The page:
Drinking wine may have protective effects against breast cancer on some women, and increase the risk in others.

BRCA-1 and BRCA-2 genes are known as tumor suppressors. However previous research has shown women with hereditary mutations to these genes appear to be at an increased risk for breast cancer.

Canadian researchers studied more than eight hundred breast cancer patients, including some with the BRCA-1 and BRCA-2 gene mutations.

Scientists examined their lifestyle choices, including alcoholic consumption, and at what age they were diagnosed with breast cancer.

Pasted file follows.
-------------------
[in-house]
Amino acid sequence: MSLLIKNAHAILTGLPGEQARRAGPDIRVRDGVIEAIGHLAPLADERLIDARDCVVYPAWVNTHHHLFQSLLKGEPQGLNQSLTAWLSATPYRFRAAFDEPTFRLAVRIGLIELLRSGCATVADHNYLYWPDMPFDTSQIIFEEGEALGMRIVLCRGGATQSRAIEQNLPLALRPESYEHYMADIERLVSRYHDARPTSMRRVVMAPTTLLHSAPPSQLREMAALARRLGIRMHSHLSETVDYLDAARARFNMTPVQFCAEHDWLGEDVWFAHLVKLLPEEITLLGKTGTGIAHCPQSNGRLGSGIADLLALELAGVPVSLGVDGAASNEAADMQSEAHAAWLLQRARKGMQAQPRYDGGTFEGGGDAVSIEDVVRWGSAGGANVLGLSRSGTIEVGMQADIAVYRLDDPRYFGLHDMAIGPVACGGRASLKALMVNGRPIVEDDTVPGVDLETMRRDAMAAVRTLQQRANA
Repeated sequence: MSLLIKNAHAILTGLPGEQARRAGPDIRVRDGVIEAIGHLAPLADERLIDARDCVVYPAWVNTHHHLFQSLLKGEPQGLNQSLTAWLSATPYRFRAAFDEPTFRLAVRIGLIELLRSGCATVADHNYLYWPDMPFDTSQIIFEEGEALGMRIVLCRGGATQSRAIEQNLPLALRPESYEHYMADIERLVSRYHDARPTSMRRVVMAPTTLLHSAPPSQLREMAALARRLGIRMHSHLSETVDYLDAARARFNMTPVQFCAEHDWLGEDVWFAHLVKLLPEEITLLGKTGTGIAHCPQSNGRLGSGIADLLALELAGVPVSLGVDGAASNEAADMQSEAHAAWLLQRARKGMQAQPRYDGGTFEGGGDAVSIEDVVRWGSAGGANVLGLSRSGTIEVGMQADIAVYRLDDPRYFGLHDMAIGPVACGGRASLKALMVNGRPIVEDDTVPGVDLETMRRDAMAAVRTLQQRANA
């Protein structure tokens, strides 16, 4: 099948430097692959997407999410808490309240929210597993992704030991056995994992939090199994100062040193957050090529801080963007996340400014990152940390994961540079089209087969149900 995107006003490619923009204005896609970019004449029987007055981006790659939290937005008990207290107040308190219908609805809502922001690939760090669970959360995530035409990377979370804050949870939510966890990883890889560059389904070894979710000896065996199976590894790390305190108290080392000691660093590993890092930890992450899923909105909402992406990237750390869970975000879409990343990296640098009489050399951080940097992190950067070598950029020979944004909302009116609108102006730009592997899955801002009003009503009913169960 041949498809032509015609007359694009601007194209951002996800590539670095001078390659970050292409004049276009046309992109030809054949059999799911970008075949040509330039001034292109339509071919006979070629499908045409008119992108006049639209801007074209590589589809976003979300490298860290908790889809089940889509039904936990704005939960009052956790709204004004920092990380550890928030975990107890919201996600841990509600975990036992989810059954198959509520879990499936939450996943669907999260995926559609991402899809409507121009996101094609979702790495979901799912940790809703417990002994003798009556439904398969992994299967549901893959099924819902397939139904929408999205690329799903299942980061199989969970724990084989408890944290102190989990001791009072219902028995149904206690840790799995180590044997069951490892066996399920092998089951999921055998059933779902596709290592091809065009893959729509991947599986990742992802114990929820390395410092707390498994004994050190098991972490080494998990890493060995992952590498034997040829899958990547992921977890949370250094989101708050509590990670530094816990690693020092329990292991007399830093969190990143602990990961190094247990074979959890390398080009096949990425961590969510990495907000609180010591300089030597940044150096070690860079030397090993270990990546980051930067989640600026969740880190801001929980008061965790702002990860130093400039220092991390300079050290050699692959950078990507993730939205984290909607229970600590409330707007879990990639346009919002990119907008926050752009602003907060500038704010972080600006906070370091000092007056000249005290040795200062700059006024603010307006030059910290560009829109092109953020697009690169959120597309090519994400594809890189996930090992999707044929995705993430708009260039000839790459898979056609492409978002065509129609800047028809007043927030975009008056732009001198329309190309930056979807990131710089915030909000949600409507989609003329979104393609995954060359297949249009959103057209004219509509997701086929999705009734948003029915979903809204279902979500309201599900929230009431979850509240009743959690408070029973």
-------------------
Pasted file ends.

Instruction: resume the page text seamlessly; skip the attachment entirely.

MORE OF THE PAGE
They found those with the BRCA-1 gene mutation showed a 62% lower likelihood of breast cancer than the general population if they drank wine.

On the other hand those with the BRCA-2 gene mutation showed nearly a sixty percent greater risk of contracting the disease if they drank wine.

Study authors urge further research to better understand the mechanism by which alcohol increases breast cancer risk.

Findings are slated for publication in 'The Breast Journal.'